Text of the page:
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Are you experiencing a burning, zapping, or tingling pain in your head, reaching from the base of your neck, where your spine comes to an end, perhaps all the way to your forehead, yet without affecting your ears? You may be suffering from a condition called Occipital Neuralgia.

Occipital neuralgia is a nasty-sounding name for a rather unpleasant condition, a condition that can cause such horrible symptoms as unilateral or bilateral pain on the side of the head, being very sensitive to light, a sore, tender scalp, and pain on rotating the neck. Its defining symptom is a distinct burning, electric-like, tingling sensation that tends to start at the base of your head and then radiates upwards, sometimes even to an eye.

What Are The Possible Causes Of Occipital Neuralgia?

The occipital nerves run through the nape of the neck to the top of the scalp, on both sides of the head. Occipital Neuralgia can occur when one or both of these nerves become injured or inflamed. This may be the result of osteoarthritis, an injury to either the skull or the scalp, cervical disc disease, tumors within the neck, gout, diabetes, an infection, an inflammation within the blood vessels, or compressed muscles, but it may also happen spontaneously in some cases.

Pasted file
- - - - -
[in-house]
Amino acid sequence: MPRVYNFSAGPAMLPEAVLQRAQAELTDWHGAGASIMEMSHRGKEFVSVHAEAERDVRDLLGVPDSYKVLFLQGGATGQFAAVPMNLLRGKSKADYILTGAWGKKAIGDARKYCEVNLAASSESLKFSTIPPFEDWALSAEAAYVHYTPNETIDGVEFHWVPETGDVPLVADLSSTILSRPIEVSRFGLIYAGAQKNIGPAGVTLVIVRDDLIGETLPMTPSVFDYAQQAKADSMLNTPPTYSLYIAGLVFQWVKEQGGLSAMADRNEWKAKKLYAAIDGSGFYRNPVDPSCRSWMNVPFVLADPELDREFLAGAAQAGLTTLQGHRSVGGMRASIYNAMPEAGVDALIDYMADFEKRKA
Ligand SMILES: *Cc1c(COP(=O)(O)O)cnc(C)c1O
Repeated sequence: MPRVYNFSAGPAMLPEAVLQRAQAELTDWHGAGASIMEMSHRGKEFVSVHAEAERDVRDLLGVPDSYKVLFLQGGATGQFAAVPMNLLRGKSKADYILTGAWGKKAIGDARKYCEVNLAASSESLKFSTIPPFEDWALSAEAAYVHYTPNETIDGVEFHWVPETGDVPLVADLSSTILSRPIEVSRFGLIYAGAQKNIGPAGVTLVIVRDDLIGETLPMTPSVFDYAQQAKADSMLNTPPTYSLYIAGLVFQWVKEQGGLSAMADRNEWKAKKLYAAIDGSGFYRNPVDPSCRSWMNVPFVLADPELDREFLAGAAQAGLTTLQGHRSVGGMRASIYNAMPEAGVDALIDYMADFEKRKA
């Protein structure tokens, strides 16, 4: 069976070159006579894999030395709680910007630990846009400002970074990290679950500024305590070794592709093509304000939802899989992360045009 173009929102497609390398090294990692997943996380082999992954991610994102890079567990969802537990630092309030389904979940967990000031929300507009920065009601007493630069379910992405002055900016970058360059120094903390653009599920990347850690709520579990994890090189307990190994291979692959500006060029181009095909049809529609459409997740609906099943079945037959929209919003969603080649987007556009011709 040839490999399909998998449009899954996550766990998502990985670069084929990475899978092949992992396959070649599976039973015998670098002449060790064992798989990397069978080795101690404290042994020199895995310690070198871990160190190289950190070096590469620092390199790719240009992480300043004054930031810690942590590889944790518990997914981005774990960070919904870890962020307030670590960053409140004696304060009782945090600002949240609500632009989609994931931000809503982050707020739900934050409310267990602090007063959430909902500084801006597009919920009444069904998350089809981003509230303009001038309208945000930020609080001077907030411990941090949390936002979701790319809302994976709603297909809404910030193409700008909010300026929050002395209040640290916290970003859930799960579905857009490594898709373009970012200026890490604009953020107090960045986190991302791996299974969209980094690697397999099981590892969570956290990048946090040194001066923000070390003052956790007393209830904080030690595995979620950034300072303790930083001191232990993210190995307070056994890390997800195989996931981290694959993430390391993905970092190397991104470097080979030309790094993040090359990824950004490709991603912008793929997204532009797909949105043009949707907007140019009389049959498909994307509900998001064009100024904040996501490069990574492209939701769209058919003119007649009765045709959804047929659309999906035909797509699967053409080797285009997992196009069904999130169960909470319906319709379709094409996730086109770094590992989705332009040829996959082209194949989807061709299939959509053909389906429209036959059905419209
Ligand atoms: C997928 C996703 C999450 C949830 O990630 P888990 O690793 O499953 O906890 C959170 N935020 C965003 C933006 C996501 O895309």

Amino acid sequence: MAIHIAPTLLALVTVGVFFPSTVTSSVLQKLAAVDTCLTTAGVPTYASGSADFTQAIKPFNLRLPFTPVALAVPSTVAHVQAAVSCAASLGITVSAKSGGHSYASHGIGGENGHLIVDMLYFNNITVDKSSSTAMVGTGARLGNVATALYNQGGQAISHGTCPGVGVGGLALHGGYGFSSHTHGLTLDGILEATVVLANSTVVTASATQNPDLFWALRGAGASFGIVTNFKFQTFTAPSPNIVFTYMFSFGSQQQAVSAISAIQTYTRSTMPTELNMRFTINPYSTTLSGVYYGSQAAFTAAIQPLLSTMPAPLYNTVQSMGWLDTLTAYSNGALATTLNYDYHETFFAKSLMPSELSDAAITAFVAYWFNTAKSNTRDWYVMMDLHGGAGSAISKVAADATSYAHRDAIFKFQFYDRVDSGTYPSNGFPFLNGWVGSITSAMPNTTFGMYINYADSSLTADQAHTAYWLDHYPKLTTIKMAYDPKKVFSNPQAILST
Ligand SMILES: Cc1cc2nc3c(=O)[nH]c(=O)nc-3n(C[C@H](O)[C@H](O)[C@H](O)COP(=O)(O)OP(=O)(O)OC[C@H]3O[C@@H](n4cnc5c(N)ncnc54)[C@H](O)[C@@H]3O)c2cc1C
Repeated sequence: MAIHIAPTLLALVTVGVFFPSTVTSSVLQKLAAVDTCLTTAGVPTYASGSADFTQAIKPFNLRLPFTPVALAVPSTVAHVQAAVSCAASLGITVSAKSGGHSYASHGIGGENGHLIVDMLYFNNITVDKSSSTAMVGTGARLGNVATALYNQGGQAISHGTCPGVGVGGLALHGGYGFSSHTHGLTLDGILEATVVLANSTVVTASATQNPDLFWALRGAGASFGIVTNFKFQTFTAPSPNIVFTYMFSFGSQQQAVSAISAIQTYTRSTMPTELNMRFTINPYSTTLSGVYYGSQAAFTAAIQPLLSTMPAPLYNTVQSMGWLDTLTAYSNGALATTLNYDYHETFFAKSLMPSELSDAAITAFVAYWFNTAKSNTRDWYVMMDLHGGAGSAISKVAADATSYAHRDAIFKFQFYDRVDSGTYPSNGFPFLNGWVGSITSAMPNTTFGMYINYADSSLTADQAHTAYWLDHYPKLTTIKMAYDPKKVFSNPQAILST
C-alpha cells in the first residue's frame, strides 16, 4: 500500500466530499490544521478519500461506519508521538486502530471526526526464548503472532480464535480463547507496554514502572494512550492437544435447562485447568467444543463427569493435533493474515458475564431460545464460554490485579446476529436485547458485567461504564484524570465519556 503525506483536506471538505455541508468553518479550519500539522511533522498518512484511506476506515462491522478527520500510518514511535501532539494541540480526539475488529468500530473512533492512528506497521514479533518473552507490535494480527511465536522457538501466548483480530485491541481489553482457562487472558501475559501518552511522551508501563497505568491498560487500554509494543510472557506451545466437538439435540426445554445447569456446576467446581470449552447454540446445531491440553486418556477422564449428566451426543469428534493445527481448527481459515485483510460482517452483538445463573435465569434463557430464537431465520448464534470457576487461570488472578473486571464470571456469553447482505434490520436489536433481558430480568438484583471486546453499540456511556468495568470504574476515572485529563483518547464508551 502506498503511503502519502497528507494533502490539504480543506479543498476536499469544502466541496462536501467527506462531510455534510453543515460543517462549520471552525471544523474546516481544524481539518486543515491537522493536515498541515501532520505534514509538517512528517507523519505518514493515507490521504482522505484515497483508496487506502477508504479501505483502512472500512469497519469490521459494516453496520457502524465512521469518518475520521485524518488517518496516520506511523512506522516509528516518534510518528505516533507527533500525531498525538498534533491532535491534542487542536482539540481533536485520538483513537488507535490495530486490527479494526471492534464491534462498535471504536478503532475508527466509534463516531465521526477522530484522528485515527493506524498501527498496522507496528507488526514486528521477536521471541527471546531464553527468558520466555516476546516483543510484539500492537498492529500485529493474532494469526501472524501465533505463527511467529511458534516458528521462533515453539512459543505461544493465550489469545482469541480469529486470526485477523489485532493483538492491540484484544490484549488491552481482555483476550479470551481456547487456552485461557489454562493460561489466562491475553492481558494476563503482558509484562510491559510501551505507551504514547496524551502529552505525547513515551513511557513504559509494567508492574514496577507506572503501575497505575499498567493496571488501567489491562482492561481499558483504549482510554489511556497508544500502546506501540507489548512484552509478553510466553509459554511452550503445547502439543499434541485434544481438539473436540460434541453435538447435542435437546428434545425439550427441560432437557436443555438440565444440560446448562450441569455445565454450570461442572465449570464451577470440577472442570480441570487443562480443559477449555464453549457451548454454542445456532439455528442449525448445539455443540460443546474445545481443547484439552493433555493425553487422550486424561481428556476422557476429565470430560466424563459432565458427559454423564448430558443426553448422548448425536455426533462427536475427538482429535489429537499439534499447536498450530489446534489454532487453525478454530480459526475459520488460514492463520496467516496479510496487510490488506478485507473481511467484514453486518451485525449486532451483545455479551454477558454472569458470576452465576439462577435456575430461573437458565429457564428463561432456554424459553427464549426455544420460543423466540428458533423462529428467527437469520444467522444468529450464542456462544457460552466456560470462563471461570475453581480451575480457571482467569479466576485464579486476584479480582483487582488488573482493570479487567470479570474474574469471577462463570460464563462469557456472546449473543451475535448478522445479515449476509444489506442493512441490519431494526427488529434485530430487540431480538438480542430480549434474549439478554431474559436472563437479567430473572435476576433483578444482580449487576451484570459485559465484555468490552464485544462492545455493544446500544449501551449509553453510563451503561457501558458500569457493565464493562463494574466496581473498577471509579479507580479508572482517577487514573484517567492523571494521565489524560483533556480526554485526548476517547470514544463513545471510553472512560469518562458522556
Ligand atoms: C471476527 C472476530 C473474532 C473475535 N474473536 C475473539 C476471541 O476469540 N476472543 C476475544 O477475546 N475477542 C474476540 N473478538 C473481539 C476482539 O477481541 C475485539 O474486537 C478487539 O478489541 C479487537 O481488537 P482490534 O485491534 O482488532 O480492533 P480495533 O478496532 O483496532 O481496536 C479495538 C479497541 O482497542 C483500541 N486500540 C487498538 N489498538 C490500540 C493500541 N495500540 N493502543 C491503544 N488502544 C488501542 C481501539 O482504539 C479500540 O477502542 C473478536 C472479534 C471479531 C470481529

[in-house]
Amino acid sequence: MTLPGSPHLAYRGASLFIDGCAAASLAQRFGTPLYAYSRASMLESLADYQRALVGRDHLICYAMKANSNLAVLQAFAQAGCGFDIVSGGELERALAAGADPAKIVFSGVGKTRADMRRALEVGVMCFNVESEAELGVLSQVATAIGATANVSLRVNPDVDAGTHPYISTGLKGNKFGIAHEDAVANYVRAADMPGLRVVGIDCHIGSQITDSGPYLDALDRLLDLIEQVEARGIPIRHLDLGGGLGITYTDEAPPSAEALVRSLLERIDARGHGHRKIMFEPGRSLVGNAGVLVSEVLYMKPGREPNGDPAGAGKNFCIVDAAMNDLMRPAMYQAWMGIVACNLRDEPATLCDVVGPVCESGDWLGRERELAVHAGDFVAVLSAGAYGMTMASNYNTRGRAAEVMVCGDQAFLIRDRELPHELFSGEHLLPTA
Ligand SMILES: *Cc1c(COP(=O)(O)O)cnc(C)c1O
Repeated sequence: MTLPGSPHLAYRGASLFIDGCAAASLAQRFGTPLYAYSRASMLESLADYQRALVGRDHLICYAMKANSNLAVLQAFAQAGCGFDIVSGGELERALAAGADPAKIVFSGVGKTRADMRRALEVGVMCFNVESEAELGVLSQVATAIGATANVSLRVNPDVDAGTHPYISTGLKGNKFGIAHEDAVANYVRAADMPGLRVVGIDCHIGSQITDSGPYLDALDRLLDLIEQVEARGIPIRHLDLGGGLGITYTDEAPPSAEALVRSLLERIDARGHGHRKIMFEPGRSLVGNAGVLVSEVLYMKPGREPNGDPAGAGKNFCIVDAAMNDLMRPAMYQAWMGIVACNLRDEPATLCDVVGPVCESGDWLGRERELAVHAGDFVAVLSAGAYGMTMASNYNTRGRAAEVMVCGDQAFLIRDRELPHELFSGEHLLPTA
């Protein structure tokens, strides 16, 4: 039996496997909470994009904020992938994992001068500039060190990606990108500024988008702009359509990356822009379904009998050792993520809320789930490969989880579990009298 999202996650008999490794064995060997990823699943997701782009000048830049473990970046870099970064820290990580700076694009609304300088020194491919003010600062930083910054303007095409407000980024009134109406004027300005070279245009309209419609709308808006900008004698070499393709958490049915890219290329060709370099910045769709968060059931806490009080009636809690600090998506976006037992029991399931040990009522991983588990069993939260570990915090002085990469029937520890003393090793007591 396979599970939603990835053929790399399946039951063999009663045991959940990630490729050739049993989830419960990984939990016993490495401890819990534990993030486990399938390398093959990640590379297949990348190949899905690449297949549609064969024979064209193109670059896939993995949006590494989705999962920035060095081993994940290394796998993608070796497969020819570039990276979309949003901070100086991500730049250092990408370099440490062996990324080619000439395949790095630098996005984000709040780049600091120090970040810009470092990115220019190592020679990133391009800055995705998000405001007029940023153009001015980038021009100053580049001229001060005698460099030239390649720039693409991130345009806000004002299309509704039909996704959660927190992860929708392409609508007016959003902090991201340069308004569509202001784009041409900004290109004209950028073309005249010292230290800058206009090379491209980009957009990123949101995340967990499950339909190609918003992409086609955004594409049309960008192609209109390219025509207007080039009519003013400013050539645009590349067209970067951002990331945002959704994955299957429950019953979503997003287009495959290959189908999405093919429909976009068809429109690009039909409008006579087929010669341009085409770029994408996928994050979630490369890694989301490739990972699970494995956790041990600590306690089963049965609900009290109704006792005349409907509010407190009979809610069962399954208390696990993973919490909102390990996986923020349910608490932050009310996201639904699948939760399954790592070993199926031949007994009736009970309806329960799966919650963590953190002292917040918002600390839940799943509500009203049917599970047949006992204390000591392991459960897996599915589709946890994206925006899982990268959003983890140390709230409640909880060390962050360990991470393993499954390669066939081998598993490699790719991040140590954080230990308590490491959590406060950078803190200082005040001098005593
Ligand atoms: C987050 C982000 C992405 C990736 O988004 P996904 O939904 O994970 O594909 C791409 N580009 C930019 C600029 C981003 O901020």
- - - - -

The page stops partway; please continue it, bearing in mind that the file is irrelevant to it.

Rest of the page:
The specific cause of Occipital Neuralgia in individual patients frequently remains unidentified, and Occipital Neuralgia itself is quite uncommon. It is also possible, however, to suffer from migraines in which the occipital nerve plays a role, rather than having Occipital Neuralgia.

How Is Occipital Neuralgia Diagnosed?

The diagnostic process will be multifaceted, including:

  • An in-depth discussion about your symptoms and medical history

  • A physical examination that will focus around the neck and scalp

  • The administration of a medication called an occipital nerve block — when this medication is effective at treating your symptoms, that goes a long way towards confirming your diagnosis of Occipital Neuralgia

  • Blood tests

  • An MRI scan

How Can You Treat Occipital Neuralgia

First of all, should you be suffering from a burning pain in your head right now, perhaps gently massaging the muscles around your neck, having someone else do that, or using an electric massager if you have one can offer relief. Applying hot packs, taking an over the counter painkiller, and staying away from stimulating and noisy environments, can also all help.

Following diagnosis, the aforementioned occipital nerve blockers are very promising.

Along with them, certain types of anti-seizure medication, steroid injections, muscle relaxants and antidepressants may also be prescribed. In rare cases, an operation to stimulate your nerves or to decompress the blood vessels that will, sometimes, be the cause of Occipital Neuralgia offers a solution. Together with your medical team, you may also decide to opt for surgery that either cuts or burns the offending nerve to relieve you of your debilitating symptoms. Your medical team will not typically recommend more radical treatment if nerve blocks have no effect, however, as your symptoms may have another, as yet unidentified cause.

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